Sunday, July 14, 2024

New Hanover County Commissioner Julia Olson-Boseman held in contempt of court

An arrest order has been taken out against New Hanover County Chair Julia Olson-Boseman. (Port City Daily/File)

RALEIGH, N.C. (WECT) – A judge in Wake County has now issued an arrest order against New Hanover County Commission Chairwoman Julia Olson-Boseman after ruling she was in contempt of court.

It comes after Olson-Boseman did not appear June 29 and did not attend another contempt hearing Monday morning.

Earlier this year, a judge issued a preliminary injunction against Olson-Boseman, requiring her to comply with a court order to produce financial information, including bank records for multiple accounts. The North Carolina State Bar says she has not done that. The NCSB says the former attorney mismanaged client funds and lied to the organization about her handling of the money.

Monday’s ruling holds Olson-Boseman in civil contempt, which is a tool used by the courts to enforce compliance with a lawful court order.

If Olson-Boseman refuses to comply with the order, she could be forced to serve weekends for the next 90 days in a Wake County jail.

“The court hear by orders that a order for arrest shall issue, that Mrs. Olson Boseman be imprisoned beginning this Friday evening at 6 o’clock p.m. that she shall be released Monday morning at 8 o’clock a.m.,” Judge Norlan Graves said in a Wake County courtroom Monday morning.

WECT has yet to get a response from Olson-Boseman, who has previously said the allegations were a “witch hunt” led by counsel for the NCSB Robert Weston.

Based on social media posts, it appears Olson-Boseman might not even be in the country right now — instead, on vacation in Italy.

Weston was in court on Monday where he made his case to the judge. In order to prove civil contempt, the NCSB had to prove four points, one of which maintains the defendant knew about the injunction. Weston says not only did they send letters and emails to Olson-Boseman, her comments made to the media prove it as well.

“We also know that Ms. Olson-Boseman has made statements to the media about this injunction; I attached that to my motion for an order to show cause,” Weston said.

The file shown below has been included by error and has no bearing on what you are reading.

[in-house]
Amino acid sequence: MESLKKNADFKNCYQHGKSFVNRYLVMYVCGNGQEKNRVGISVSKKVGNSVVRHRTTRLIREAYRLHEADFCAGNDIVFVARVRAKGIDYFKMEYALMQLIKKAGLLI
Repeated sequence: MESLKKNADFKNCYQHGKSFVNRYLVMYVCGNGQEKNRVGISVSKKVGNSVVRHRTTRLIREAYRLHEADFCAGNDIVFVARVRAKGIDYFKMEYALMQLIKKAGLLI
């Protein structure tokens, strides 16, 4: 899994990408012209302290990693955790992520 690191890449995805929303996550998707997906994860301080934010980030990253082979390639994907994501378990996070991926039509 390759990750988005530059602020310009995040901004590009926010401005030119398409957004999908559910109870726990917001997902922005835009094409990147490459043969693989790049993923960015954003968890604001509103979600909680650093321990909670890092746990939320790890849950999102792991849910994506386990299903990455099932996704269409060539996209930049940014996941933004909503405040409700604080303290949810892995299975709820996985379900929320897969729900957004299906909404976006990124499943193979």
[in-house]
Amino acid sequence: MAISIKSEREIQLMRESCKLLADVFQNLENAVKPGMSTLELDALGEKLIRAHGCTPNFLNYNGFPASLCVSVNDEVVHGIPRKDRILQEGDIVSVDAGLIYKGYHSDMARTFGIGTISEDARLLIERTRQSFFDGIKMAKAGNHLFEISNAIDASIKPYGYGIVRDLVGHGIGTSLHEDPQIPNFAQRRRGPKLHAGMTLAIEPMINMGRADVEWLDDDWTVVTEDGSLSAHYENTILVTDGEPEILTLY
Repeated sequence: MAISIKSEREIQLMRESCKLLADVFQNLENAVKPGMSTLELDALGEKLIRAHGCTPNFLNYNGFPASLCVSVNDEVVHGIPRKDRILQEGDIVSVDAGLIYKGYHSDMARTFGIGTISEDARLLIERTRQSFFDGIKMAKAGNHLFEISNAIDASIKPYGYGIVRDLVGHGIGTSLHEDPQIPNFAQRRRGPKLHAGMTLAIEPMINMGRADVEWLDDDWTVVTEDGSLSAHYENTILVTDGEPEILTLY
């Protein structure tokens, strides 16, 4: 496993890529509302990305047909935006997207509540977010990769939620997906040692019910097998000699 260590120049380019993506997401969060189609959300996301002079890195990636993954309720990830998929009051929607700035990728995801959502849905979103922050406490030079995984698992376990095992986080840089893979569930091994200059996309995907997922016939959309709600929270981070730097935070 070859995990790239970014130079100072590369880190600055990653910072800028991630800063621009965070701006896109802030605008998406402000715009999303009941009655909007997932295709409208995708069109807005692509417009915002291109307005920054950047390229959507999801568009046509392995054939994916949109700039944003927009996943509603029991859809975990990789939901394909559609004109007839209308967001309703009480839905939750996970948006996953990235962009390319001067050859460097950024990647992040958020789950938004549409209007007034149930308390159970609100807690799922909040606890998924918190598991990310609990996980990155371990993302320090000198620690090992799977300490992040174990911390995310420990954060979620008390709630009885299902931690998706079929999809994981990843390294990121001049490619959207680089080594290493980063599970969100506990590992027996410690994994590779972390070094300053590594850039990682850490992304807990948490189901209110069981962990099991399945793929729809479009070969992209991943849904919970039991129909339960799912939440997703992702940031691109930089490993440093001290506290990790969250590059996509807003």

Two other New Hanover County Commissioners have responded to requests for comments, while a spokesman for the county could not provide a statement at the time of publication.

“We hope that Commissioner Olson-Boseman complies with the court order, but my main focus is doing the work of New Hanover County. The county government continues to be focused on doing the work of the citizens … This is still considered a personal issue for Commissioner Olson-Boseman,” Commissioner Rob Zapple told WECT on a phone call.

Commissioner Deb Hayes echoed the sentiment and said she has no knowledge of the situation with Olson-Boseman, and said she is “100% dedicated to making sure the county business and citizens are taken care of.”

While her legal troubles are personal and not related to the County Commission in any way, there have been questions as to whether or not Olson-Boseman can legally be removed from office. Right now it is unclear what the process would be to remove an elected official, however, it has happened in New Hanover County in the past.

Civil contempt of court is not a felony charge, if convicted of a felony, that could open the door to removal from office. 

Andre Brown, the Chairman of the New Hanover County Democratic Party, released a statement earlier:

“I have not spoken with Julia Olson-Boseman regarding the recent Order holding her in contempt, so I do not have any further details other than what has been reported. It appears Ms. Olson-Boseman has found herself in an untenable position by disregarding the rule of law. I do not know what her rationale was for not showing up for court and defending herself, but she will now have to suffer the consequences for her misconduct.”

Olson-Boseman can prevent going to jail if she complies with the previous court order and provides documents. The judge ordered her to serve her time on the weekends.

Watch investigative journalist Michael Praats’ coverage here.

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Shea Carver
Shea Carver
Shea Carver is the editor in chief at Port City Daily. A UNCW alumna, Shea worked in the print media business in Wilmington for 22 years before joining the PCD team in October 2020. She specializes in arts coverage — music, film, literature, theatre — the dining scene, and can often be tapped on where to go, what to do and who to see in Wilmington. When she isn’t hanging with her pup, Shadow Wolf, tending the garden or spinning vinyl, she’s attending concerts and live theater.

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